How to keep love alive when memories fade away

If Alzheimer’s creeps into your life, it has a huge impact on mutual relationships. Relationships change between marriage partners, between parents and their adult children and between other family members. Alzheimer and love; how do you keep the love alive for the other person when memories fade away?

It is work

It remains important to (show) love and to invest in maintaining a bond with someone who is demented. Gary Chapman has written a book “Keeping Love Alive as Memories Fade . According to Chapman, we can love people even when they cannot love us anymore.

In his book, professionals and care givers tell what they experience and have learned and how they know they are supported by the love of others. The book also contains forty activities that people with dementia enjoy and that help in communication and to keep the love alive.

Alzheimer and love 

The book also contains forty activities that people with dementia enjoy and that help in communication and to keep the love alive. Here is a short summary.

  • Presents

If you want to give a present, make sure it is a personal gift; give him / her something he / she really likes; chocolate, an ice cream, a cookie or something that shows you really know him/her like an iPod with music from the teenage years and young adult years.

  • Stay positive

Focus on positive words; answer each repeated question as if you were hearing it for the first time. Talk to him/her, even if (s)he cannot say anything back – about his life (childhood, youth, marriage, own children, grandchildren, work and hobbies). Tell him/her that you are proud of everything (s)he has achieved in life.

  • Involve

Include your loved one in the conversation, regardless of what (s)he says and regardless of how it is said. Help him or her with external care (makeup, shaving, combing hair, selecting clothes).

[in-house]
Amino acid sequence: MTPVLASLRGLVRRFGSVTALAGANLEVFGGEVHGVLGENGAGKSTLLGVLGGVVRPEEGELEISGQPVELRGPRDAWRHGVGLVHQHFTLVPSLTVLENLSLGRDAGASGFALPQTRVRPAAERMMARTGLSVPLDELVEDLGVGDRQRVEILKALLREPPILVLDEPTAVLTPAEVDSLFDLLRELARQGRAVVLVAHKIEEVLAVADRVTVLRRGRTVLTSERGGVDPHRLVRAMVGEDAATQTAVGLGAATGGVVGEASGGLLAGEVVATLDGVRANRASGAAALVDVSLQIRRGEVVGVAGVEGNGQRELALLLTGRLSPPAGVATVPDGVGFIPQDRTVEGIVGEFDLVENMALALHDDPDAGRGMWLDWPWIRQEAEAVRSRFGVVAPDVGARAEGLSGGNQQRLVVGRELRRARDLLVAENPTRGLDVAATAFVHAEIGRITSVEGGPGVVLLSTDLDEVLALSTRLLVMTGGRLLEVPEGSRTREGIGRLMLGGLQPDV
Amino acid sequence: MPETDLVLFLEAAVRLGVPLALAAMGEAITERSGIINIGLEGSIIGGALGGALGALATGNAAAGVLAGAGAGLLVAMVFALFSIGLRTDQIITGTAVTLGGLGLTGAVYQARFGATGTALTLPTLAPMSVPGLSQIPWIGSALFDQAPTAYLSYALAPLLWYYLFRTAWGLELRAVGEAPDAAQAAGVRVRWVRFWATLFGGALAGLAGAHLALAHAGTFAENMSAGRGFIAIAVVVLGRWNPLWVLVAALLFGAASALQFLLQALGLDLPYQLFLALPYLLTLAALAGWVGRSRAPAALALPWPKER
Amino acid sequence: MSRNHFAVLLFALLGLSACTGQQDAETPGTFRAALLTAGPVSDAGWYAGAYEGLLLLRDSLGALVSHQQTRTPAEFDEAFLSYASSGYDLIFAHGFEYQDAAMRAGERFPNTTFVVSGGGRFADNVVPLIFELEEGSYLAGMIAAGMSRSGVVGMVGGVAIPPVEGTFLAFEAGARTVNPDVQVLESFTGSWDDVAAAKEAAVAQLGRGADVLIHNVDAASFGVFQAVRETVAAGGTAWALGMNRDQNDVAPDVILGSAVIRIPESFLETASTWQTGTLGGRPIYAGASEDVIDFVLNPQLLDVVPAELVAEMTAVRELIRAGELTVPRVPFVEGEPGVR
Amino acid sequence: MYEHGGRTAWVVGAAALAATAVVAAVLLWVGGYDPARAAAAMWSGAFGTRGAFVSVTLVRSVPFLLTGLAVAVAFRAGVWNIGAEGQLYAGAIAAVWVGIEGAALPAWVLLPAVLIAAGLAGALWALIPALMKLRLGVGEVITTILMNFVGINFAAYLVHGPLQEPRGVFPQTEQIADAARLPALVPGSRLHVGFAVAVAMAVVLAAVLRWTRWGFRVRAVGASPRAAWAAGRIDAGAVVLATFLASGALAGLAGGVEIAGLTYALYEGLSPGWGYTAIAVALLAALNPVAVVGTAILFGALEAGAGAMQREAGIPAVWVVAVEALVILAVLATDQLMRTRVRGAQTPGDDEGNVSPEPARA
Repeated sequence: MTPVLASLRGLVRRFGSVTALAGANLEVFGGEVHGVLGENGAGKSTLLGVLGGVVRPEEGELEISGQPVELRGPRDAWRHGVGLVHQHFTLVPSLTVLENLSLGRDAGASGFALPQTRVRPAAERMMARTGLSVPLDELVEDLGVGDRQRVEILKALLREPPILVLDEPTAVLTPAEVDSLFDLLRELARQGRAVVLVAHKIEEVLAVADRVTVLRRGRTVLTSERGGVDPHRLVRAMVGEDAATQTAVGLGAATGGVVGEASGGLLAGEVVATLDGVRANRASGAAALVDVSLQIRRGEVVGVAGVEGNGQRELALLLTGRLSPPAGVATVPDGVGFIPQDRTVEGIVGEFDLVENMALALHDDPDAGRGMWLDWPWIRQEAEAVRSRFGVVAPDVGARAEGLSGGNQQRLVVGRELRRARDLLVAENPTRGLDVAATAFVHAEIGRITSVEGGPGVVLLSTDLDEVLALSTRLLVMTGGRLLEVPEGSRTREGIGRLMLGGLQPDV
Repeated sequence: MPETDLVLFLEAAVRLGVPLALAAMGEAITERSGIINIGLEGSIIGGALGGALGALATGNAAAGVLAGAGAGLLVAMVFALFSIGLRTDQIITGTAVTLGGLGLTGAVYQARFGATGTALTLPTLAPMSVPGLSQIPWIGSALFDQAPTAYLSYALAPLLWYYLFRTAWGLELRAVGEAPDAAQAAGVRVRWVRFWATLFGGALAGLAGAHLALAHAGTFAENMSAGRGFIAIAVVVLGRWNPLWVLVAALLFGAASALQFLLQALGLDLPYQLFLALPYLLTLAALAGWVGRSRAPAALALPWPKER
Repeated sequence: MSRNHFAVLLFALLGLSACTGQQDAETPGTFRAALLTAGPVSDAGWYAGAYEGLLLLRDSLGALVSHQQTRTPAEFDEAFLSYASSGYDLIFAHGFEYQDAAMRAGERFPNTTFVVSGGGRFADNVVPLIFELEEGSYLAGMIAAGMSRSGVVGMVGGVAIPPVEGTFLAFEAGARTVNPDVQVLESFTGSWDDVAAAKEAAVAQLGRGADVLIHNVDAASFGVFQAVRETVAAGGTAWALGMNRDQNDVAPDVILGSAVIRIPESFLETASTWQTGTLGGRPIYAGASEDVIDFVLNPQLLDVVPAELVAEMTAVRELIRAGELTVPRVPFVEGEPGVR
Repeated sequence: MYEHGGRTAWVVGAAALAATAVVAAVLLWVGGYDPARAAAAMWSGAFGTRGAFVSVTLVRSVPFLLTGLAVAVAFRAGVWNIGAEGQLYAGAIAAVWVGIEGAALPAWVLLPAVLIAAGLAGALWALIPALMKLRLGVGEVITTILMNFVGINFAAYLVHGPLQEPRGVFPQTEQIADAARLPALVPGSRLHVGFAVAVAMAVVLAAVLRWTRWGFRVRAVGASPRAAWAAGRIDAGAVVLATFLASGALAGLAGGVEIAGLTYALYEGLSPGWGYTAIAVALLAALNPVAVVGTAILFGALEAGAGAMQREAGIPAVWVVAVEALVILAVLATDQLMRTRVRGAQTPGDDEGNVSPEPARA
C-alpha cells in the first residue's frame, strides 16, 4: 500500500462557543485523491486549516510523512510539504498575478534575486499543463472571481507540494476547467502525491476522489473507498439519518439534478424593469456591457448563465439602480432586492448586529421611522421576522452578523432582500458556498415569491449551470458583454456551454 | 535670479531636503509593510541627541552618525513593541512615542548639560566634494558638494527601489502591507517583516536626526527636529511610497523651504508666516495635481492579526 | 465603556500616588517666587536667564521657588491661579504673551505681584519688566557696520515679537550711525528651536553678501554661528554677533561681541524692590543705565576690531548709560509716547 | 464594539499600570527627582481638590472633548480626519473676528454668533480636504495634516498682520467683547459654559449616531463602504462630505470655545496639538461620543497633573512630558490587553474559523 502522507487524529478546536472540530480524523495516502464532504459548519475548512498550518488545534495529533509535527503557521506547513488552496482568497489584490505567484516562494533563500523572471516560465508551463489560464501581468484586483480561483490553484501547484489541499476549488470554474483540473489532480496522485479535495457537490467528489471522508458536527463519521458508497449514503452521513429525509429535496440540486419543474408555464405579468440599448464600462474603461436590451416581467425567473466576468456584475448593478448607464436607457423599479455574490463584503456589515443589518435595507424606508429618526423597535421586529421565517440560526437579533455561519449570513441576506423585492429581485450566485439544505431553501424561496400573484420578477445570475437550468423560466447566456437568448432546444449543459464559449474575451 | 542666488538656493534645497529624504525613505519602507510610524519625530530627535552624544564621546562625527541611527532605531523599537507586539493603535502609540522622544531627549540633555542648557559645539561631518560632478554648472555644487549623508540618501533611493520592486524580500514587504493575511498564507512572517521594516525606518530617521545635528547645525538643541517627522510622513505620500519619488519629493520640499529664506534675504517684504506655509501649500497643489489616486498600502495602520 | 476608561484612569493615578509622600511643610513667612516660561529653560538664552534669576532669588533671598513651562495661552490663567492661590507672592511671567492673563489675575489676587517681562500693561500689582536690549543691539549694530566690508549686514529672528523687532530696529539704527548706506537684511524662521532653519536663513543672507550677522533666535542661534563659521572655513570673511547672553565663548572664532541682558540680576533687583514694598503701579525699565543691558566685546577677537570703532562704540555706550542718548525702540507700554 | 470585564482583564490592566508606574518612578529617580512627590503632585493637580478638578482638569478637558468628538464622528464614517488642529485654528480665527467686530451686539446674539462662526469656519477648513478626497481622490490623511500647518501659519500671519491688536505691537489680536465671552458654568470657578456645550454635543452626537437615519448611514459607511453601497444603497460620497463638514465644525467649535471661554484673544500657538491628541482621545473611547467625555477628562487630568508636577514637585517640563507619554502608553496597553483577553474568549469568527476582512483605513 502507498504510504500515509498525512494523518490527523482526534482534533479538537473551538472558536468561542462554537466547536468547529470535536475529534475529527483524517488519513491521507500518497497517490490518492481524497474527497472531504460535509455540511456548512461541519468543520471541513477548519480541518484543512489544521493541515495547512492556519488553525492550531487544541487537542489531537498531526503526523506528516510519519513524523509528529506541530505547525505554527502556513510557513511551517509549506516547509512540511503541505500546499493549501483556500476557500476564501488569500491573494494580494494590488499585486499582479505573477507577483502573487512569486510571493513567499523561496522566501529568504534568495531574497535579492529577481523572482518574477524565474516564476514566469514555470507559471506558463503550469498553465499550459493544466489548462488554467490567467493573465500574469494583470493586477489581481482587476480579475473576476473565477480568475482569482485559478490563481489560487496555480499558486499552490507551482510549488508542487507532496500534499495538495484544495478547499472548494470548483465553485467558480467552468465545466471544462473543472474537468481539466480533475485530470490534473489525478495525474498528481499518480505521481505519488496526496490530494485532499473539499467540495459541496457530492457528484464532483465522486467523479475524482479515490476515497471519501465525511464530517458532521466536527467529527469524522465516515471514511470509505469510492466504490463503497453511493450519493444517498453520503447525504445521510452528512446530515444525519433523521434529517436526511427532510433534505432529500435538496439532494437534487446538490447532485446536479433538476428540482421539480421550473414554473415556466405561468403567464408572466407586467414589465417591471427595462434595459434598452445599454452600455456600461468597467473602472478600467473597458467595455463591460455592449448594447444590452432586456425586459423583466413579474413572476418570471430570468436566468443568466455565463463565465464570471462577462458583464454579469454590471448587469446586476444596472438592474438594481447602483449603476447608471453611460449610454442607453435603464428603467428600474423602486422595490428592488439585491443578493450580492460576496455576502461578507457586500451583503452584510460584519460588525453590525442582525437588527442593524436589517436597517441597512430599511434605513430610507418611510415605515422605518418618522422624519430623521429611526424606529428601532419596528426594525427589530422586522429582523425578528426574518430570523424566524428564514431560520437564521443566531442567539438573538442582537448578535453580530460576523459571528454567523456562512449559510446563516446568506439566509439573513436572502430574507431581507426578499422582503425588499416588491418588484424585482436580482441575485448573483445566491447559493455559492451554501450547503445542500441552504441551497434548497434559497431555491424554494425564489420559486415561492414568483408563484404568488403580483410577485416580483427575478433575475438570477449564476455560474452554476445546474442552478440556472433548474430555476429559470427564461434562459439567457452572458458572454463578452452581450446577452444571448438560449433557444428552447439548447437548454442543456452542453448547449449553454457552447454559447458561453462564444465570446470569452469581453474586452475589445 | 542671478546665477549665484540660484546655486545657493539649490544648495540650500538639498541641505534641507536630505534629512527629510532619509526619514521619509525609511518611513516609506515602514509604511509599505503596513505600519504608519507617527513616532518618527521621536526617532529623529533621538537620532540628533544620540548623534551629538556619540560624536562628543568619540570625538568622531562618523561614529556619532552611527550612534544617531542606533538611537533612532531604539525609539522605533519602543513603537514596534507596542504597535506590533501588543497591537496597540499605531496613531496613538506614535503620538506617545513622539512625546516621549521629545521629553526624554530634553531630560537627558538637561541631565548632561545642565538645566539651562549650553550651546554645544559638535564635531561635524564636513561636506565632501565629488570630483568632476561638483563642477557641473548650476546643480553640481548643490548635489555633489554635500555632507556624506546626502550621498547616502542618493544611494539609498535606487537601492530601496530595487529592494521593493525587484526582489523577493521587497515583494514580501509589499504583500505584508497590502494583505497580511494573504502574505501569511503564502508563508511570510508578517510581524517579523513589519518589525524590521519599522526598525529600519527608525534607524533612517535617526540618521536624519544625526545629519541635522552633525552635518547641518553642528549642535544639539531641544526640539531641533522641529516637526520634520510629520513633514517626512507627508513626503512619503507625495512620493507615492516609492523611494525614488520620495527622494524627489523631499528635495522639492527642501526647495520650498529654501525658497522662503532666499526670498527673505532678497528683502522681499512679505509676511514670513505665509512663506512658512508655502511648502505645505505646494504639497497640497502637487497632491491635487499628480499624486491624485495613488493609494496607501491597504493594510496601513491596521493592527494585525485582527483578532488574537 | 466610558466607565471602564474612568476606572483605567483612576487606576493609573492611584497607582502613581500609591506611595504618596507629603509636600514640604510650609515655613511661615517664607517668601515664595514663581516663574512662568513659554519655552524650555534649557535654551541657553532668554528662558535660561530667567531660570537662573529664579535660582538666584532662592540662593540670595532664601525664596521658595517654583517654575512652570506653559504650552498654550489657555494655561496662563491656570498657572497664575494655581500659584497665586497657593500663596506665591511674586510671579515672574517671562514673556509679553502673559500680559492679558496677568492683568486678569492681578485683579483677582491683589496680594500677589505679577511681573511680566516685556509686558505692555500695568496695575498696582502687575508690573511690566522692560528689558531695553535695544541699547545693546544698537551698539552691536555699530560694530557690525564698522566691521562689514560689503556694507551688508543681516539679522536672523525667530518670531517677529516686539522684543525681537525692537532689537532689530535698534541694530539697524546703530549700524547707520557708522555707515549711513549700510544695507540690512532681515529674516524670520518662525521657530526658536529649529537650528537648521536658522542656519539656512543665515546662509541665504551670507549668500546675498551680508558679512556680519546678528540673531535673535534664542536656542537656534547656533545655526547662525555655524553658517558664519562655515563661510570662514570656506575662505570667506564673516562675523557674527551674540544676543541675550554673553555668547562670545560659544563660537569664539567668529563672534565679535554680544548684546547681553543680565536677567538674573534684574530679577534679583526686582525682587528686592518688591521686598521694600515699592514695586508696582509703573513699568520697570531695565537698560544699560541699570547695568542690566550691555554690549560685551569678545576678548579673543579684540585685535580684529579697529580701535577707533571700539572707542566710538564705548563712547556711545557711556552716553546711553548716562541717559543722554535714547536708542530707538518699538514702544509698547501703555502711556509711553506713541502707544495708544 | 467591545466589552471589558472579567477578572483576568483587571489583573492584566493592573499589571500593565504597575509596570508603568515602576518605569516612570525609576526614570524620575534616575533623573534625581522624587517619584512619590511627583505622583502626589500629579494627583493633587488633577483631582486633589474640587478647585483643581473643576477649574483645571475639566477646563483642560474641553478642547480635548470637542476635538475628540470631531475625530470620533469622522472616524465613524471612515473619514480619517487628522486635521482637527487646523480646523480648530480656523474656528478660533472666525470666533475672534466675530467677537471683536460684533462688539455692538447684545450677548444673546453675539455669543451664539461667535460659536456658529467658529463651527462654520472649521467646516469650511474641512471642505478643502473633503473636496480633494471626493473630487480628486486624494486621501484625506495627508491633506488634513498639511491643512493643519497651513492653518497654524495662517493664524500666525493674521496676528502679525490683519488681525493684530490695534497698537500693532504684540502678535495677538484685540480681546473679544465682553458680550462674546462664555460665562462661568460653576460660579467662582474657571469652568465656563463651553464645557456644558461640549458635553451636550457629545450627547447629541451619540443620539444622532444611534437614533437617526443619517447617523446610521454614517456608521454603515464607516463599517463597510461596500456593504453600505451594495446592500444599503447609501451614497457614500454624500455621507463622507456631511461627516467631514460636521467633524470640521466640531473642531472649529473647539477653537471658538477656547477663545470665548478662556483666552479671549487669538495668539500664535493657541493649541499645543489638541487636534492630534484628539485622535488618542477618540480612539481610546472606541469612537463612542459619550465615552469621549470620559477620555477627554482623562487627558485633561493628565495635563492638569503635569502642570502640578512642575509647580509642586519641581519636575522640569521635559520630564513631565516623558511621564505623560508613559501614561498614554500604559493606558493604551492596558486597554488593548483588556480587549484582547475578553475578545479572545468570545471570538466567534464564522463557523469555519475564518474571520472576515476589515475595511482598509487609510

• Touch

Give a hand and go for a walk. Give a hug (and a kiss, if appropriate). Sit close to your loved one and hold him/her if she/he is angry, scared or restless.

  • Be together

Read aloud or be read aloud, if that is still possible. View photo albums or videos from the past. Talk about important events from the past.

Valentine’s day

But back to Valentine’s day. How do you celebrate Alzheimer and love? Last year I attended a very special dinner in a retirement home. It was for couples who have to live separately. Ten couples, each with one of them staying in the closed section, were allowed to date.

Ava (78) looks deep into the eyes of her Peter (79). “He is satisfied,” she says. “I can see it in his eyes.” The two enjoyed the zucchini soup, the stew and the ice cream. Together they sit at a beautifully set table, including a candle and a rose. “Taking care of him at home was no longer possible, says Ava. “It was a hard decision to leave him here while I continued to live at home. But I come here everyday to be with him. Then I always hold him tight and tell what happened. Peter has been living in a home for 3 years now. “We sometimes watch TV together or we read the newspaper. He can’t say anything back, but I know he enjoys our moments together, “the woman says.

For me a clear proof that Alzheimer and love go together. Happy Valentine’s day!

Gary Chapman

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